Method to my madness.

Excuse me while I rant for a bit. It’s 4:07am and I can’t sleep, so…ranting ensues.

I am going to have to stop telling people that I am planning a natural birth. Why? Because I am tired of the responses. I am tired of being looked at like I am insane. Tired of comments like, “Um, no, you’re going to want the epidural.” Pardon me? Did I tell you how to deliver your own baby? Then why are you telling me what to do?

The question I dislike the most is But…why?? Like there could be no possible benefit to going with an unmedicated birth.

I have lots of reasons why. Allow me to explain.

1. I don’t like hospitals, or needles, or medical personnel, or IVs, or the way hospitals smell. This is a big one. Personally, the idea of having a needle poked in my spine or having a c-section freaks me out a whole lot more than giving birth without pain medication.

2. I am fairly wimpy, but I believe that the pain of childbirth is pain with a purpose. It’s not senseless pain. It’s pain that indicates progress toward something. Actually this perspective has helped me deal with all kinds of pain and discomfort. Right now my back is aching, but it’s okay because it’s from the relaxin, which is also opening up my pelvis. There’s a reason for my back hurting.

3. I believe that my body was created the way it is for a reason, and that God knew what He was doing when He designed labor. Doesn’t mean that God didn’t design it with pain. Just means there is pain involved.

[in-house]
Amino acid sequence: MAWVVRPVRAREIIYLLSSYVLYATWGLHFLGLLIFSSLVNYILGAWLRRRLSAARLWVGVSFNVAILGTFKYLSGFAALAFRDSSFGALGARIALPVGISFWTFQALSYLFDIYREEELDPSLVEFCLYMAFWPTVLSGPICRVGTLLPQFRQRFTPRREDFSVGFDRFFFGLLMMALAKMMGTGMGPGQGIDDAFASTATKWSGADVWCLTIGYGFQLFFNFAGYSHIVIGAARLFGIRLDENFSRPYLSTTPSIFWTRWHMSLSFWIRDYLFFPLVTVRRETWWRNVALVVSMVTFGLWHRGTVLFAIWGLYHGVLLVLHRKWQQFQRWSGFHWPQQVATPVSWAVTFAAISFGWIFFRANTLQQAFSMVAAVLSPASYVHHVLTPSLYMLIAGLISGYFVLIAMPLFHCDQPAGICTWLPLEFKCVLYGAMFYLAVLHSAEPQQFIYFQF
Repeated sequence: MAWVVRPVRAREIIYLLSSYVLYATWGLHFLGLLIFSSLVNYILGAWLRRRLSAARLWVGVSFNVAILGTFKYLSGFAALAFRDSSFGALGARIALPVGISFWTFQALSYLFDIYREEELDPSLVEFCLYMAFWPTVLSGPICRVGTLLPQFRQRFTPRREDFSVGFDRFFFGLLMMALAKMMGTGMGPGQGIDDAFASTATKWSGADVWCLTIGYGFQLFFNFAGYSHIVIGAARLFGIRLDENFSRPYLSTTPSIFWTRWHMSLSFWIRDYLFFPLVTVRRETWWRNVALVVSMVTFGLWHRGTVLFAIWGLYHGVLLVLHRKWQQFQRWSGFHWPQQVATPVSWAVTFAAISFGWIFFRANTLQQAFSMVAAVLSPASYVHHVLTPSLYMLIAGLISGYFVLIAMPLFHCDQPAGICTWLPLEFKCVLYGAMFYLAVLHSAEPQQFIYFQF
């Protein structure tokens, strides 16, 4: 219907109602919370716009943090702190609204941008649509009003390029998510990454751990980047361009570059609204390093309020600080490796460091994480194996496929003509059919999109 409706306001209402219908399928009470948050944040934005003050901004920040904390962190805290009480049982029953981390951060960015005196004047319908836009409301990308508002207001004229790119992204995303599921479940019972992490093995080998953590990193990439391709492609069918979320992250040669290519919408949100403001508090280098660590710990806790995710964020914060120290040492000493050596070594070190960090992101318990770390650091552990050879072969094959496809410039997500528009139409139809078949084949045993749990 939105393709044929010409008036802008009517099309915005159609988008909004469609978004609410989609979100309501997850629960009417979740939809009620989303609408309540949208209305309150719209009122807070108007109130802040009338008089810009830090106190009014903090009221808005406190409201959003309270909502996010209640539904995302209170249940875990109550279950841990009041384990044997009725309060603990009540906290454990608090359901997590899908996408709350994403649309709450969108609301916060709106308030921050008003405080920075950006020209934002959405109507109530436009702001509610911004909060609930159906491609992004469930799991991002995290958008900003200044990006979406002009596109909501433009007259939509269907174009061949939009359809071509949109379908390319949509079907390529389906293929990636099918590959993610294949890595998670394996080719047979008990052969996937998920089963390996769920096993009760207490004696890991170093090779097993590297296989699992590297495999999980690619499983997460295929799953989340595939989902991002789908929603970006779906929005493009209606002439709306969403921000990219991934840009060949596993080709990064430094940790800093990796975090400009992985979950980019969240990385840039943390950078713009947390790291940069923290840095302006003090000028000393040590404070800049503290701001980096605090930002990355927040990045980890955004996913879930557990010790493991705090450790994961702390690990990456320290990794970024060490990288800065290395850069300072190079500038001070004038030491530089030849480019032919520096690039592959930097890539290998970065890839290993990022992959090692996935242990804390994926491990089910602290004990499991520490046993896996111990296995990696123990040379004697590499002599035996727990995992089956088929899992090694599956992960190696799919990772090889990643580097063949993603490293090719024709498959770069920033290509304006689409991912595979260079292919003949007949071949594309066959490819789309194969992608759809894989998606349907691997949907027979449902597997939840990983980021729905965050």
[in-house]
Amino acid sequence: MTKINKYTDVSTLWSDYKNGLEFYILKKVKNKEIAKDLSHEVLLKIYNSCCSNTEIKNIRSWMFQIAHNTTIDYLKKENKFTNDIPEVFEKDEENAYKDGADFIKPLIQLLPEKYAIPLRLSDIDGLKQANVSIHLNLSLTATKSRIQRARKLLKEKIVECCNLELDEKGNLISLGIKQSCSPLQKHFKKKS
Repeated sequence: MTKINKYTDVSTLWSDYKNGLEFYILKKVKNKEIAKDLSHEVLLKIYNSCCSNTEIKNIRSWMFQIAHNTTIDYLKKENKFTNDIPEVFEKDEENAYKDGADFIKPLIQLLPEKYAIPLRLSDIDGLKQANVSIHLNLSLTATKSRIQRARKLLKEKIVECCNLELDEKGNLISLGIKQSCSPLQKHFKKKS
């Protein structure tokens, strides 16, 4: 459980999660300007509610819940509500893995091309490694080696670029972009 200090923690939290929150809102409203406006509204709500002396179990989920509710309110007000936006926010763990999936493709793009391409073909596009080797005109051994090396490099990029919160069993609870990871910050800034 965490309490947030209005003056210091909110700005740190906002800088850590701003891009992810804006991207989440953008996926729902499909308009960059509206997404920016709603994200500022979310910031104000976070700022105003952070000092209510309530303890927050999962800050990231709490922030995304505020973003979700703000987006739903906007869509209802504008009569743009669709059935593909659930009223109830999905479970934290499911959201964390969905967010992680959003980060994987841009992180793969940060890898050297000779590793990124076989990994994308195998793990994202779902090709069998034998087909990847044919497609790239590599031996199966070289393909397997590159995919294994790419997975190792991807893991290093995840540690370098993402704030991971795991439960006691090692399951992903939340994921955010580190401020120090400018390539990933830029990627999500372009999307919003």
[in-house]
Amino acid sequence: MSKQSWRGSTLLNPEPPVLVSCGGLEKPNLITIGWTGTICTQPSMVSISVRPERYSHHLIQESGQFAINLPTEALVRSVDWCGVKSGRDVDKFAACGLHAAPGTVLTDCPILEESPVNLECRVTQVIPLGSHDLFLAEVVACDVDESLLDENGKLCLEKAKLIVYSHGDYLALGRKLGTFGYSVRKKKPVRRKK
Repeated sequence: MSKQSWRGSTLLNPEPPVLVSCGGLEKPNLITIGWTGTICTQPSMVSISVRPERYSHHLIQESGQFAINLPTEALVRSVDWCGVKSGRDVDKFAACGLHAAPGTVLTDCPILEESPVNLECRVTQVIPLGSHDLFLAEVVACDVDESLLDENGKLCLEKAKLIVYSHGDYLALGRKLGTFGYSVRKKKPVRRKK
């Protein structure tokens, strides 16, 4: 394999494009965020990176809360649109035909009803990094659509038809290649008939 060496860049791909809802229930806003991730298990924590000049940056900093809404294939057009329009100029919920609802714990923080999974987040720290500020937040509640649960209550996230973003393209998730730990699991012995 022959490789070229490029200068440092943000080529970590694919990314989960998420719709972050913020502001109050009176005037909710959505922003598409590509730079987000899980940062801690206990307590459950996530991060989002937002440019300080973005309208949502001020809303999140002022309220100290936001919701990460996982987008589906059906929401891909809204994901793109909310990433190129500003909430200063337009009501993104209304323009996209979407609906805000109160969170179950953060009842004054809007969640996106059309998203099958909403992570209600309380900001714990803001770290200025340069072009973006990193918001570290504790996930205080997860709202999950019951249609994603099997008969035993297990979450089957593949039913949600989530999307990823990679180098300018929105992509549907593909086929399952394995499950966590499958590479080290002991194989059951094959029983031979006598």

The biggest reason?

4. I believe, after weighing all my options, that natural childbirth is actually the safest option for me and for my baby boy. I don’t want to subject him to ridiculously-strong chemically-enhanced contractions that may put him in distress. I don’t want him to be sleepy and doped up due to pain meds. I want him to be alert, and happy, and not stressed out when he makes his move from a completely dark, temperature-controlled, buoyant world with muffled noises to this world of bight lights and clear sounds and cold air and gravity. Those are big changes, and I want to make that transition as comfortable as possible for him. So, ultimately, whether or not I will want the epidural or not is not the issue. I am doing this for him, not me. At least mostly (see point 5).

5. This might sound weird, but there is some part of me that wants to do it just to say i did it. Like people who skydive or climb Mt. Everest. Now, if I didn’t also believe it was the safest thing for me and my kid, I wouldn’t do it for this reason, but because I do, I don’t think this is really all that bad of a reason. I mean, I am about to embark on this crazy adventure called motherhood. A daunting task to say the least. And I would like to begin that journey with a sense of empowerment. Dude, I birthed you, now I can take care of you. Know what I mean?